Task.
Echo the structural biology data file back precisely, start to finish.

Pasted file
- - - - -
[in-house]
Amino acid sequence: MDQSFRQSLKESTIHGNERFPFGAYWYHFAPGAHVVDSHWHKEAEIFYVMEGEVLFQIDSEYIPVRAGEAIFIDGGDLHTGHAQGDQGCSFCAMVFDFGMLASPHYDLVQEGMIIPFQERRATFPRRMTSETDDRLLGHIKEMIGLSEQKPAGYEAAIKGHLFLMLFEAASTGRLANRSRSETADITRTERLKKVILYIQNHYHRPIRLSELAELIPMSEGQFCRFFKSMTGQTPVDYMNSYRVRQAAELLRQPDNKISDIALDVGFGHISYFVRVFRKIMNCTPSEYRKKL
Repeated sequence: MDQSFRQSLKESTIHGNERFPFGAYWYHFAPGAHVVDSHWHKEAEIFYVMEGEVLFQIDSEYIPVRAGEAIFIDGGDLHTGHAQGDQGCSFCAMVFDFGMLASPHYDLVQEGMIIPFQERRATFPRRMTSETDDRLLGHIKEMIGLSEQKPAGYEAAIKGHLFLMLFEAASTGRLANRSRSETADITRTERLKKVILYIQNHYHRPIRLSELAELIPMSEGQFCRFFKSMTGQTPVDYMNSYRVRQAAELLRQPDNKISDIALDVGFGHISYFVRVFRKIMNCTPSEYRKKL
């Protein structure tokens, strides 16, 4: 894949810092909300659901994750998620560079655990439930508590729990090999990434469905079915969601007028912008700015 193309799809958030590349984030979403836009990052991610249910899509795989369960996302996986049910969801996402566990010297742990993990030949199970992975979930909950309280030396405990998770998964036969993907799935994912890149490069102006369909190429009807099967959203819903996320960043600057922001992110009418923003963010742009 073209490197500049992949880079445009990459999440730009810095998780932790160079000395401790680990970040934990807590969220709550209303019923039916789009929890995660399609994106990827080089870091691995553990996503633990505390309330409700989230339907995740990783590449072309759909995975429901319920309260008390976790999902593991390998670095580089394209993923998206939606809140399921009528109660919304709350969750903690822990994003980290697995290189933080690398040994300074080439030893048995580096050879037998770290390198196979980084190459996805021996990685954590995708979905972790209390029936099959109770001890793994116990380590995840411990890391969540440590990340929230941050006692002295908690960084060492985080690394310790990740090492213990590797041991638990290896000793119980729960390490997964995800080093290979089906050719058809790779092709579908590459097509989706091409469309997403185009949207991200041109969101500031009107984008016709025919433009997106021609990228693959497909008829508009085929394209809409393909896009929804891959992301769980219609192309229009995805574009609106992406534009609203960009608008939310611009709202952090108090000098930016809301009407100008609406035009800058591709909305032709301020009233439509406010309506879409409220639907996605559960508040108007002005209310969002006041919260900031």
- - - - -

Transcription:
[in-house]
Amino acid sequence: MDQSFRQSLKESTIHGNERFPFGAYWYHFAPGAHVVDSHWHKEAEIFYVMEGEVLFQIDSEYIPVRAGEAIFIDGGDLHTGHAQGDQGCSFCAMVFDFGMLASPHYDLVQEGMIIPFQERRATFPRRMTSETDDRLLGHIKEMIGLSEQKPAGYEAAIKGHLFLMLFEAASTGRLANRSRSETADITRTERLKKVILYIQNHYHRPIRLSELAELIPMSEGQFCRFFKSMTGQTPVDYMNSYRVRQAAELLRQPDNKISDIALDVGFGHISYFVRVFRKIMNCTPSEYRKKL
Repeated sequence: MDQSFRQSLKESTIHGNERFPFGAYWYHFAPGAHVVDSHWHKEAEIFYVMEGEVLFQIDSEYIPVRAGEAIFIDGGDLHTGHAQGDQGCSFCAMVFDFGMLASPHYDLVQEGMIIPFQERRATFPRRMTSETDDRLLGHIKEMIGLSEQKPAGYEAAIKGHLFLMLFEAASTGRLANRSRSETADITRTERLKKVILYIQNHYHRPIRLSELAELIPMSEGQFCRFFKSMTGQTPVDYMNSYRVRQAAELLRQPDNKISDIALDVGFGHISYFVRVFRKIMNCTPSEYRKKL
């Protein structure tokens, strides 16, 4: 894949810092909300659901994750998620560079655990439930508590729990090999990434469905079915969601007028912008700015 193309799809958030590349984030979403836009990052991610249910899509795989369960996302996986049910969801996402566990010297742990993990030949199970992975979930909950309280030396405990998770998964036969993907799935994912890149490069102006369909190429009807099967959203819903996320960043600057922001992110009418923003963010742009 073209490197500049992949880079445009990459999440730009810095998780932790160079000395401790680990970040934990807590969220709550209303019923039916789009929890995660399609994106990827080089870091691995553990996503633990505390309330409700989230339907995740990783590449072309759909995975429901319920309260008390976790999902593991390998670095580089394209993923998206939606809140399921009528109660919304709350969750903690822990994003980290697995290189933080690398040994300074080439030893048995580096050879037998770290390198196979980084190459996805021996990685954590995708979905972790209390029936099959109770001890793994116990380590995840411990890391969540440590990340929230941050006692002295908690960084060492985080690394310790990740090492213990590797041991638990290896000793119980729960390490997964995800080093290979089906050719058809790779092709579908590459097509989706091409469309997403185009949207991200041109969101500031009107984008016709025919433009997106021609990228693959497909008829508009085929394209809409393909896009929804891959992301769980219609192309229009995805574009609106992406534009609203960009608008939310611009709202952090108090000098930016809301009407100008609406035009800058591709909305032709301020009233439509406010309506879409409220639907996605559960508040108007002005209310969002006041919260900031």